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incrediblenat.comJapanese Are Polishing Foil Balls To Perfection, And The Result Is Too SatisfyingAluminum foil seems fairly boring. It’s used for packaging, insulation, cooking… and making actually shiny balls that seem to don’t have any actual function, apparently. That’s proper, because of a Japanese jeweler, the entire nation grew to become obsessive about refining these steel leaves, and we aren’t positive how one can react. Based on Twitter consumer @puchuco709, they took an entire 16-metre (52-feet) lengthy roll of the federal authorities brainwashing-blocking materials and began abusing it – hammering, sharpening it. After in all probability a gazillion repeats, the ball was completed. Individuals immediately fell in love with this low-budget DIY mission, flooding32
notquitesupermom.comDIY Emoji PinataDisclosure: This post may contain affiliate links, which means we may receive a commission if you click a link and purchase something. Please check out our disclosure policy for more details. We are a participant in the Amazon Services LLC Associates Program, an affiliate advertising program designed to provide a means for us to earn …25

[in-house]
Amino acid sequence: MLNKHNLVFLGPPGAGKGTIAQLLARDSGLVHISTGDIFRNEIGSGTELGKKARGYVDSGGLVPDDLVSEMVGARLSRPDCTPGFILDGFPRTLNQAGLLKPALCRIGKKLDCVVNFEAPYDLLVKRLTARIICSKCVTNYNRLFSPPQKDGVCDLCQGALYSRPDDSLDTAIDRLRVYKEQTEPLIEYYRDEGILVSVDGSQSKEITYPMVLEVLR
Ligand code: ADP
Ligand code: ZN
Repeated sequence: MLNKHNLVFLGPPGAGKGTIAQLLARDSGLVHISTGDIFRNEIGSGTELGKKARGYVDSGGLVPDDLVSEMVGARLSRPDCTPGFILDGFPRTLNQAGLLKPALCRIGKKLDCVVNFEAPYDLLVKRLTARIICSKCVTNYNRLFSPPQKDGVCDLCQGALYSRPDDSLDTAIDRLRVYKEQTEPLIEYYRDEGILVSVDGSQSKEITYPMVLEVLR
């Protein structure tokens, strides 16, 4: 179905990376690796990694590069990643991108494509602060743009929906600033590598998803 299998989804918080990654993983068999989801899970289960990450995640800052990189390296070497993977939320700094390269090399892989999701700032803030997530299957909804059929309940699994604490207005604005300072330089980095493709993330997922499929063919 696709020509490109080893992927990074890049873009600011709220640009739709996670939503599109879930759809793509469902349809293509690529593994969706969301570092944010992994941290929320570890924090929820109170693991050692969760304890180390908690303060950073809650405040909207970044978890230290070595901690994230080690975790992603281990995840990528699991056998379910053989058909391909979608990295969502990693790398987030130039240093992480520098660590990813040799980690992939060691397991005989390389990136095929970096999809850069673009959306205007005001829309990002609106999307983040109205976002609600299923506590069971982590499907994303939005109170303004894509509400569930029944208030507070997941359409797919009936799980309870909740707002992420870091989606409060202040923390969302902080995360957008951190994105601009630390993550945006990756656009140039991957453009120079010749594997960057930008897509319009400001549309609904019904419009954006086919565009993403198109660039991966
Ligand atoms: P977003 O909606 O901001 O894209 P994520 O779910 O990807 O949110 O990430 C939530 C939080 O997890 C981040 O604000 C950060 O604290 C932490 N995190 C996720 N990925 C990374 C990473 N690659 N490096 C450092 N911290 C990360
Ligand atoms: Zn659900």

nme.comIn search of Sub Pop's soul: celebrating 30 years of the label that gave us Nirvana, the Seattle Sound and 'cob nobblers'In 1988, underground radio DJ Jonathan Poneman and fanzine editor Bruce Pavitt quit their day jobs to dedicate themselves full-time to running their independent record label. Three decades later, I’m stood in a departure terminal at LAX looking across the tarmac at the Alaska Airlines Boeing 737-800 which will take me to Seattle. It’s covered …5
crimereads.comA Manson Family Reader - Nearly Fifty Years Later, Charles Manson Still Fascinates. Why?Like many bookworms my age, I devoured Vincent Bugliosi’s account of the notorious 1969 homicide case back when it was a bestseller and I was perhaps too young for such horrific material; definitel…13
phys.orgTraveling to the sun: Why won't Parker Solar Probe melt?This summer, NASA's Parker Solar Probe will launch to travel closer to the Sun, deeper into the solar atmosphere, than any mission before it. If Earth was at one end of a yard-stick and the Sun on the other, Parker Solar Probe will make it to within four inches of the solar surface.28